Staff accessing the Personal Demographics Service must have an appropriate ‘business reason’ for doing so, but need not have a legitimate relationship with a patient, according to NHS Connecting for Health.

The Department of Health’s IT agency has published new guidance on managing access to the PDS, which sets out rules for access and the action that local health communities should take if NHS staff, GPs or GP practice staff inappropriately view a patient’s demographic information.

The guidance states that only those who have a genuine ‘need to know’ should be able to access a patient’s demographic information, and then only when it is reasonable to believe that the person concerned would not object or has been asked for their permission.

CfH said NHS staff can search for and view information on the PDS without having a legitimate relationship recording on the system because ‘legitimate relationships’ applied to clinical information and no clinical data was stored on the PDS.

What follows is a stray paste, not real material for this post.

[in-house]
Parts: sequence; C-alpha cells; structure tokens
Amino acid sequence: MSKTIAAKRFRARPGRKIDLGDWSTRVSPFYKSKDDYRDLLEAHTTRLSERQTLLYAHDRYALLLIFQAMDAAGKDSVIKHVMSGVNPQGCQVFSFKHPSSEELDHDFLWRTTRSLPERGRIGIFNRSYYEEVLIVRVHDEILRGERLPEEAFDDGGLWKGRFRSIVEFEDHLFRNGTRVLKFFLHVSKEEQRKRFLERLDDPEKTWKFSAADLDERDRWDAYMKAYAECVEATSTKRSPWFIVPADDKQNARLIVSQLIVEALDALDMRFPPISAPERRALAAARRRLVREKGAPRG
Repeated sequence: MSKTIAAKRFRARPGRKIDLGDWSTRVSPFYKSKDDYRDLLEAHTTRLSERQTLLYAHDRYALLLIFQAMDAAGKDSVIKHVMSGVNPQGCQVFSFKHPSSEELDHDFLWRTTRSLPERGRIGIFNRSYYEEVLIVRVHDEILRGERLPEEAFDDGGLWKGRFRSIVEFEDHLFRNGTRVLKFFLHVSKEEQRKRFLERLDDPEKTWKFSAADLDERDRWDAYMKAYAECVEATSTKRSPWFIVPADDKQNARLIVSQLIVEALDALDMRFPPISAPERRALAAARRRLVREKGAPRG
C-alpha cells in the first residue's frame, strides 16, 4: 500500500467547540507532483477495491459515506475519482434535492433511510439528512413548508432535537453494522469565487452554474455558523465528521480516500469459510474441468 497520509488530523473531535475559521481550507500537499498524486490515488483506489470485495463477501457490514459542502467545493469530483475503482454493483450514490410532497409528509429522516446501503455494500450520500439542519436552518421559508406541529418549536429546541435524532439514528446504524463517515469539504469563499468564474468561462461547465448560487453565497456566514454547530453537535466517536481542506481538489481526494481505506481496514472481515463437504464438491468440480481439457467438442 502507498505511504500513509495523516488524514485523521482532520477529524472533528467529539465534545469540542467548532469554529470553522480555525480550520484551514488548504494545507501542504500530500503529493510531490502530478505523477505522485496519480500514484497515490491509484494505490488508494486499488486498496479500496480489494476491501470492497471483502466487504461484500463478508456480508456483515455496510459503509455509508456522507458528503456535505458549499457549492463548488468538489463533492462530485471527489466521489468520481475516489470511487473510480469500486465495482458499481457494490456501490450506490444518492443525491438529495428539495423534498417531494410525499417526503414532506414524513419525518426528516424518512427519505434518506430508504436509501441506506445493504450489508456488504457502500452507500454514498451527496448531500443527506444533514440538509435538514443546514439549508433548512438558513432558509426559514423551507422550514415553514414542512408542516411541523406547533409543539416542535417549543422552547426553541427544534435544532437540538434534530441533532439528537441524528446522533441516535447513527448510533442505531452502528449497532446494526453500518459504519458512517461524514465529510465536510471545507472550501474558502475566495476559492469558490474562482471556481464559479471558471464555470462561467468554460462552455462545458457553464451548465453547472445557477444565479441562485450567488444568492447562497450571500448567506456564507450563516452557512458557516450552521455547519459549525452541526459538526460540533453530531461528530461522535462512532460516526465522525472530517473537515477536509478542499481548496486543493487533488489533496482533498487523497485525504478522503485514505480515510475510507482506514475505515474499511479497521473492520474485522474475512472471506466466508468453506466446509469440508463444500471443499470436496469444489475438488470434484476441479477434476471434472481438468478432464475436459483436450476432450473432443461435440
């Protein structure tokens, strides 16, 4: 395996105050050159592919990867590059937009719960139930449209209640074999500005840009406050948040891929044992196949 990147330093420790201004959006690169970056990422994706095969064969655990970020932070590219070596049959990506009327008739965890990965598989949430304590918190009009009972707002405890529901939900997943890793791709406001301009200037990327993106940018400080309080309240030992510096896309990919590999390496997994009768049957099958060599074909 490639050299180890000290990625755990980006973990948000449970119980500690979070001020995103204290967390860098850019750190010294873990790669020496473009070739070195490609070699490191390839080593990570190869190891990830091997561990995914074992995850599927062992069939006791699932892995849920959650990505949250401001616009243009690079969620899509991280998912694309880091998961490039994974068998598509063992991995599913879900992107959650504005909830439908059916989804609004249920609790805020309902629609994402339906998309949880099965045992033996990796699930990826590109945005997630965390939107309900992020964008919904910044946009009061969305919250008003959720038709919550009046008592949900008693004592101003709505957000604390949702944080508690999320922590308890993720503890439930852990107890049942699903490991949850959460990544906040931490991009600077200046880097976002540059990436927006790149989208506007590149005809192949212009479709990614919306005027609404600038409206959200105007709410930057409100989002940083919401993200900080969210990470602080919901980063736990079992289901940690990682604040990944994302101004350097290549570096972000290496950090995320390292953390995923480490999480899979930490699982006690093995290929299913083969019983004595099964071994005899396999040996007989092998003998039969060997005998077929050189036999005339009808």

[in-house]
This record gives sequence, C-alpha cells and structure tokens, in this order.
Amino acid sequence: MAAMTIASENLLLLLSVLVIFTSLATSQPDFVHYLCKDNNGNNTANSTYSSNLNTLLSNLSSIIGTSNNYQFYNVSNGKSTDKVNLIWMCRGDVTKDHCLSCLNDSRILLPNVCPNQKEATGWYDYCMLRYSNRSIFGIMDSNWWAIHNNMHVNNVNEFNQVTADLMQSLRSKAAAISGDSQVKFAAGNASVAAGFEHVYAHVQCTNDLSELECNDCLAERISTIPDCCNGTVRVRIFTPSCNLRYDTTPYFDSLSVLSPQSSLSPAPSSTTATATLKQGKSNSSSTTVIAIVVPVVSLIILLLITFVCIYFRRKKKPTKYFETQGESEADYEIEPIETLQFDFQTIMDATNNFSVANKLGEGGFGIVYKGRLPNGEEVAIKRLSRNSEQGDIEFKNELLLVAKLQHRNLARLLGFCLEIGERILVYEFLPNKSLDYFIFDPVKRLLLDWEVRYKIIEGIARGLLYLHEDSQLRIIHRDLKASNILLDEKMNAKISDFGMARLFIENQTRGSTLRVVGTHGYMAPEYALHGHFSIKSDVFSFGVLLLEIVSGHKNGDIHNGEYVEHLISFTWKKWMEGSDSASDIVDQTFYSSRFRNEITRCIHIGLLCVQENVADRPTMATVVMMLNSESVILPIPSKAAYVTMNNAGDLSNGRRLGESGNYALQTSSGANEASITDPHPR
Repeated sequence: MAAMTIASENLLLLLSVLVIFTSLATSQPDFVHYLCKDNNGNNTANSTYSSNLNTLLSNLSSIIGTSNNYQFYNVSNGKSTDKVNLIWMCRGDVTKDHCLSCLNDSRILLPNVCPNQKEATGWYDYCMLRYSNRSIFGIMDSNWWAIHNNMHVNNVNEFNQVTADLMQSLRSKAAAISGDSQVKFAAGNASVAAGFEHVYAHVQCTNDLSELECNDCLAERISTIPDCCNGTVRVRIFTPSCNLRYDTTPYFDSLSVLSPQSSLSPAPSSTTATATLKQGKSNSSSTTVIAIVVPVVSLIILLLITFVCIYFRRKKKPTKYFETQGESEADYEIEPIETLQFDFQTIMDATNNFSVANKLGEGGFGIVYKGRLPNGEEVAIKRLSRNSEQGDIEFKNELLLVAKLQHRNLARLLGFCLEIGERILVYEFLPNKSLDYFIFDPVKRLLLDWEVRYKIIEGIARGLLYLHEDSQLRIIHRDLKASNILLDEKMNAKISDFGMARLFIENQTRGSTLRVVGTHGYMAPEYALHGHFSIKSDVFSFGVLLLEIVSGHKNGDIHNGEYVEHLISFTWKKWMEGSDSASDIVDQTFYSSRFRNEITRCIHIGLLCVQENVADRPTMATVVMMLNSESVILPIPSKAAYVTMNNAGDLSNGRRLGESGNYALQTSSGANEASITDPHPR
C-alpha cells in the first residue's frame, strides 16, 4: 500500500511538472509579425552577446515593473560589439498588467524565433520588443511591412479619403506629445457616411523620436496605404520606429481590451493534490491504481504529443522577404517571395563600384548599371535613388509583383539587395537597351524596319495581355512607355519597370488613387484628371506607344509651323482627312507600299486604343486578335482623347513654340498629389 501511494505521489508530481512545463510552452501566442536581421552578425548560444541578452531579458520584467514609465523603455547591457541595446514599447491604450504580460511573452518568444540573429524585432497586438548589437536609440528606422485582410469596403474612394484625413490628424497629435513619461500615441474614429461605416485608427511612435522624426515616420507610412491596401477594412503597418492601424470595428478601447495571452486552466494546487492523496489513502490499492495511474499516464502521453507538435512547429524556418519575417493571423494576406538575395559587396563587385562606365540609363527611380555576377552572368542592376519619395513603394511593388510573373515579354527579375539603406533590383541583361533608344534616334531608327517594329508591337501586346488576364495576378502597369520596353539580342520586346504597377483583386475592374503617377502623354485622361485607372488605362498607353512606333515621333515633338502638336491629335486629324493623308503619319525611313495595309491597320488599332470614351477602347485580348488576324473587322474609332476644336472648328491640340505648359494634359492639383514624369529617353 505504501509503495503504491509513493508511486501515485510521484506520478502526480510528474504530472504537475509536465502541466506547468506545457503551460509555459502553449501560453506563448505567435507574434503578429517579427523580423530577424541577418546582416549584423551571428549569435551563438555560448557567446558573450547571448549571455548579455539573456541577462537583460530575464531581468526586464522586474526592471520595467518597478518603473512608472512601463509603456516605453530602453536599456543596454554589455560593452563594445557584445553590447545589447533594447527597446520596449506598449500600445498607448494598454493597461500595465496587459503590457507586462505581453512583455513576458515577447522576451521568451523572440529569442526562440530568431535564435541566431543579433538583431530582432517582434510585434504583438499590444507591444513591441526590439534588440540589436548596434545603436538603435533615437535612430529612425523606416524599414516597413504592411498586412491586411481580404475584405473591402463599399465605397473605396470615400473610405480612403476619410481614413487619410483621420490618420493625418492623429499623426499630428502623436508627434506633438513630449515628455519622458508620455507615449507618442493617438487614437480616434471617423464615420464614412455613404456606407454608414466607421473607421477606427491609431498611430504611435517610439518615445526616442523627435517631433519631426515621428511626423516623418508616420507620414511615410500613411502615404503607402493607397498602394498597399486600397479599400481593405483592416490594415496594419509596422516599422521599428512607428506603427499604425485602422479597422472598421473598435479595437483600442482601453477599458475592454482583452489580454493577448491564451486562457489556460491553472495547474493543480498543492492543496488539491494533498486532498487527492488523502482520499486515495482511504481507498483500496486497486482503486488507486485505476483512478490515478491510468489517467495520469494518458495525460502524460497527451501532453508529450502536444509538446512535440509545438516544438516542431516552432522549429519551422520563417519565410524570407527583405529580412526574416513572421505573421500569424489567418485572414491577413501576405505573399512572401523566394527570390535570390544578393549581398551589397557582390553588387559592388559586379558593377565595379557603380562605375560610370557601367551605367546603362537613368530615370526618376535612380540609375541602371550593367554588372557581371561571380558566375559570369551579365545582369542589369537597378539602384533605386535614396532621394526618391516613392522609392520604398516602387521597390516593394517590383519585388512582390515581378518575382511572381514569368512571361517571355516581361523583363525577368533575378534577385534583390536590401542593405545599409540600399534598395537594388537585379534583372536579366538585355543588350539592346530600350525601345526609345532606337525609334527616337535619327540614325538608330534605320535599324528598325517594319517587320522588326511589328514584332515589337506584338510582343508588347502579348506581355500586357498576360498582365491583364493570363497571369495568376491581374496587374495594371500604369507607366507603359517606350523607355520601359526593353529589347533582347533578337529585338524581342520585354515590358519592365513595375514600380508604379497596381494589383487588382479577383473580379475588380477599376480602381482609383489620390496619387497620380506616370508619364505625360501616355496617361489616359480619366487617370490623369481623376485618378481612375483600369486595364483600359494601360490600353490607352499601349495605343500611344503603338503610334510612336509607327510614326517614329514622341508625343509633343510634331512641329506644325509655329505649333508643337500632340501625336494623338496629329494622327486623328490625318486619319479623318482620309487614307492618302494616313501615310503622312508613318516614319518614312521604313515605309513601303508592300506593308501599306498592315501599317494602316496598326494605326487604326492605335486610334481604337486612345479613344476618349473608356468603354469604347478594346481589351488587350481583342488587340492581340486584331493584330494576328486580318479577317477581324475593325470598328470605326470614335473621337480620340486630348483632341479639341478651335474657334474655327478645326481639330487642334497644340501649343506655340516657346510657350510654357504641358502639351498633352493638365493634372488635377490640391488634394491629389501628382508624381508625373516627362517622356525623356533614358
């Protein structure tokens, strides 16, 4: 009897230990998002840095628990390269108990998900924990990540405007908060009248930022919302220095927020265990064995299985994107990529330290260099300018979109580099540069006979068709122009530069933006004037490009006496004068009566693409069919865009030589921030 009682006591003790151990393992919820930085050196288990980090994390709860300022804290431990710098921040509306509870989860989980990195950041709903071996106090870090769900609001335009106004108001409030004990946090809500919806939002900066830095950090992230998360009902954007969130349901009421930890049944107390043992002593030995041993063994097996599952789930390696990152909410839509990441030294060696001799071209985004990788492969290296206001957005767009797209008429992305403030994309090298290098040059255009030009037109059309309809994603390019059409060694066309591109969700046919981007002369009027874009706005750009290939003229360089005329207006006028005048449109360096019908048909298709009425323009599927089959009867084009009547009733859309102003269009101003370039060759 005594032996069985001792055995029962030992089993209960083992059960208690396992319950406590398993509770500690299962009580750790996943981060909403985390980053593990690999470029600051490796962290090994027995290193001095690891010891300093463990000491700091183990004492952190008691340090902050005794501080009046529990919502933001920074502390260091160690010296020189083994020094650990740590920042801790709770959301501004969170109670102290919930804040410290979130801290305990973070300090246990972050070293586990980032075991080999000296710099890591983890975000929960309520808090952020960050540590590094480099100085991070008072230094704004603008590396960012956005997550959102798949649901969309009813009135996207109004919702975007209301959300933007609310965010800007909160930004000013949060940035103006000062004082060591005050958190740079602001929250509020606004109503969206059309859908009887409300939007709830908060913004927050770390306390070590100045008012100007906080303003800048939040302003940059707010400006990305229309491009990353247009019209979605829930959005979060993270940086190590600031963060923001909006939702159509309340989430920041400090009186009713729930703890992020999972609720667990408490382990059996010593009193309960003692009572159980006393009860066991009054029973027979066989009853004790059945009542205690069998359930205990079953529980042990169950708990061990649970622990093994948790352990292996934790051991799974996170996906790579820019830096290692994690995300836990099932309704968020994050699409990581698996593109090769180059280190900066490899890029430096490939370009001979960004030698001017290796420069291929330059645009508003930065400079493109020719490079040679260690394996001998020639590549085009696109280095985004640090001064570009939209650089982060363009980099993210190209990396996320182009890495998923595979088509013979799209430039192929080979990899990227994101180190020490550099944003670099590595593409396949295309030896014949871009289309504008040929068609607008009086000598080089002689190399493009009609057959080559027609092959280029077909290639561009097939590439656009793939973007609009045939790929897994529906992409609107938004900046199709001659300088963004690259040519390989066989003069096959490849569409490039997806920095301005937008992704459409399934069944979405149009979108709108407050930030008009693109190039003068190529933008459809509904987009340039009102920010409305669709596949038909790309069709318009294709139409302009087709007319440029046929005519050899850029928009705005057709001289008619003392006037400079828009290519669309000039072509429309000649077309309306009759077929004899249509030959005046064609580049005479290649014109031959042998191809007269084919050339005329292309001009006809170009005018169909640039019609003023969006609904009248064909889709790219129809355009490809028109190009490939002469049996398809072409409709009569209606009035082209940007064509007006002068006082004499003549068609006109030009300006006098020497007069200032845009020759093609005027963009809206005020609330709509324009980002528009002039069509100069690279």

It said a ‘legitimate relationship’ meant a person was working in a team involved in a patient care, whereas others might have justifiable reasons for accessing the PDS. As an example, it cited a receptionist in an out-of-hours centre booking a patient into a local system.

Staff must have a justifiable ‘business reason’ to access the patient’s demographic information to perform their role.

Patients in sensitive or vulnerable positions – such as victims of domestic abuse or people in the public eye – can have their information on the PDS flagged as sensitive, known as ‘s-flagging.

This means the PDS will not return any of the patient’s contact details or other information that could be used to determine their location.

CfH said it was possible to see who had accessed a patient’s information on the PDS, but not through which programme they had accessed it.

It said GPs should exercise due care in their own use of the system and ensure their own staff do not access the PDS inappropriately.

It said local communities can monitor access to the PDS by requesting a report on who has accessed a patient’s demographic information or a report showing which records have been accessed by an individual.

If inappropriate access is discovered sanctions could include criminal prosecution under the Data Protection Act, civil action for breach of confidentiality, disciplinary action under terms of employment and action by the General Medical Council for breach of confidentiality.

Read more: More details are available in our Comment and Analysis, written by CfH Caldicott Guardian Dr Maureen Baker.